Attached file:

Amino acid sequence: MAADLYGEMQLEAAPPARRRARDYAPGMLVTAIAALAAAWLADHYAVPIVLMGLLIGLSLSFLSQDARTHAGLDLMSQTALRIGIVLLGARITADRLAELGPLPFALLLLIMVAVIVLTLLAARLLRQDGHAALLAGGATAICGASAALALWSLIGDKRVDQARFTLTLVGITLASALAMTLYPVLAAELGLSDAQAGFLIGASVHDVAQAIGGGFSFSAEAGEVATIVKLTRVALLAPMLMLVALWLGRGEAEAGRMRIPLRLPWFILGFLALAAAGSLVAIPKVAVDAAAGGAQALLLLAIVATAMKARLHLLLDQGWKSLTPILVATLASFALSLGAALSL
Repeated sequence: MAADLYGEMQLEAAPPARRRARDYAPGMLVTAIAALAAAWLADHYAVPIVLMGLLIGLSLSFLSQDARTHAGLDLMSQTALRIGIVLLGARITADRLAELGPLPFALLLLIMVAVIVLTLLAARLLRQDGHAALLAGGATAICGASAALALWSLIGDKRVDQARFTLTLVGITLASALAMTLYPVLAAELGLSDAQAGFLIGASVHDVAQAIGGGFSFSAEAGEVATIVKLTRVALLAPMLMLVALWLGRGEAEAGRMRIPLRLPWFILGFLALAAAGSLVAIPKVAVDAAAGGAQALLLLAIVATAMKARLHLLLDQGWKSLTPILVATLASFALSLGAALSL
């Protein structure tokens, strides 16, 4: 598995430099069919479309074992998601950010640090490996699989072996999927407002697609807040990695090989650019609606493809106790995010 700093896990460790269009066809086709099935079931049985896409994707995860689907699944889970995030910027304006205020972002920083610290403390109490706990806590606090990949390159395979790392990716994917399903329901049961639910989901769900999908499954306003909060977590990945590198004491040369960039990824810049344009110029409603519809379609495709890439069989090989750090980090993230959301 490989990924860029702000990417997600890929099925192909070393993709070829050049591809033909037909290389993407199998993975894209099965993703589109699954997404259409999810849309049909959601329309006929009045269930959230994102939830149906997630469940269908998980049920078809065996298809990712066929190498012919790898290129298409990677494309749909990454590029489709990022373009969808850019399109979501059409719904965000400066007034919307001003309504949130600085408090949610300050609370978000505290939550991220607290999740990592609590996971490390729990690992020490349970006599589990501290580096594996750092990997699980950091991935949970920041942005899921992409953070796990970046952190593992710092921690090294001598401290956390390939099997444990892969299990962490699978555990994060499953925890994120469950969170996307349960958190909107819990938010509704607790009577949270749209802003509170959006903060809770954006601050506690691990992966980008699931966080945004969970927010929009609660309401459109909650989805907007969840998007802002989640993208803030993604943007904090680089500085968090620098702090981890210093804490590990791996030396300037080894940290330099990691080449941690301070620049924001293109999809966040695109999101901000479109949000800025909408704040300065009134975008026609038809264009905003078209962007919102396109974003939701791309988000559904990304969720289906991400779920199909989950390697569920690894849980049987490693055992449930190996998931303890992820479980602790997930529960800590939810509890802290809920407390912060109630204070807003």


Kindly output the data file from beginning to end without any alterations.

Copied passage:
Amino acid sequence: MAADLYGEMQLEAAPPARRRARDYAPGMLVTAIAALAAAWLADHYAVPIVLMGLLIGLSLSFLSQDARTHAGLDLMSQTALRIGIVLLGARITADRLAELGPLPFALLLLIMVAVIVLTLLAARLLRQDGHAALLAGGATAICGASAALALWSLIGDKRVDQARFTLTLVGITLASALAMTLYPVLAAELGLSDAQAGFLIGASVHDVAQAIGGGFSFSAEAGEVATIVKLTRVALLAPMLMLVALWLGRGEAEAGRMRIPLRLPWFILGFLALAAAGSLVAIPKVAVDAAAGGAQALLLLAIVATAMKARLHLLLDQGWKSLTPILVATLASFALSLGAALSL
Repeated sequence: MAADLYGEMQLEAAPPARRRARDYAPGMLVTAIAALAAAWLADHYAVPIVLMGLLIGLSLSFLSQDARTHAGLDLMSQTALRIGIVLLGARITADRLAELGPLPFALLLLIMVAVIVLTLLAARLLRQDGHAALLAGGATAICGASAALALWSLIGDKRVDQARFTLTLVGITLASALAMTLYPVLAAELGLSDAQAGFLIGASVHDVAQAIGGGFSFSAEAGEVATIVKLTRVALLAPMLMLVALWLGRGEAEAGRMRIPLRLPWFILGFLALAAAGSLVAIPKVAVDAAAGGAQALLLLAIVATAMKARLHLLLDQGWKSLTPILVATLASFALSLGAALSL
């Protein structure tokens, strides 16, 4: 598995430099069919479309074992998601950010640090490996699989072996999927407002697609807040990695090989650019609606493809106790995010 700093896990460790269009066809086709099935079931049985896409994707995860689907699944889970995030910027304006205020972002920083610290403390109490706990806590606090990949390159395979790392990716994917399903329901049961639910989901769900999908499954306003909060977590990945590198004491040369960039990824810049344009110029409603519809379609495709890439069989090989750090980090993230959301 490989990924860029702000990417997600890929099925192909070393993709070829050049591809033909037909290389993407199998993975894209099965993703589109699954997404259409999810849309049909959601329309006929009045269930959230994102939830149906997630469940269908998980049920078809065996298809990712066929190498012919790898290129298409990677494309749909990454590029489709990022373009969808850019399109979501059409719904965000400066007034919307001003309504949130600085408090949610300050609370978000505290939550991220607290999740990592609590996971490390729990690992020490349970006599589990501290580096594996750092990997699980950091991935949970920041942005899921992409953070796990970046952190593992710092921690090294001598401290956390390939099997444990892969299990962490699978555990994060499953925890994120469950969170996307349960958190909107819990938010509704607790009577949270749209802003509170959006903060809770954006601050506690691990992966980008699931966080945004969970927010929009609660309401459109909650989805907007969840998007802002989640993208803030993604943007904090680089500085968090620098702090981890210093804490590990791996030396300037080894940290330099990691080449941690301070620049924001293109999809966040695109999101901000479109949000800025909408704040300065009134975008026609038809264009905003078209962007919102396109974003939701791309988000559904990304969720289906991400779920199909989950390697569920690894849980049987490693055992449930190996998931303890992820479980602790997930529960800590939810509890802290809920407390912060109630204070807003």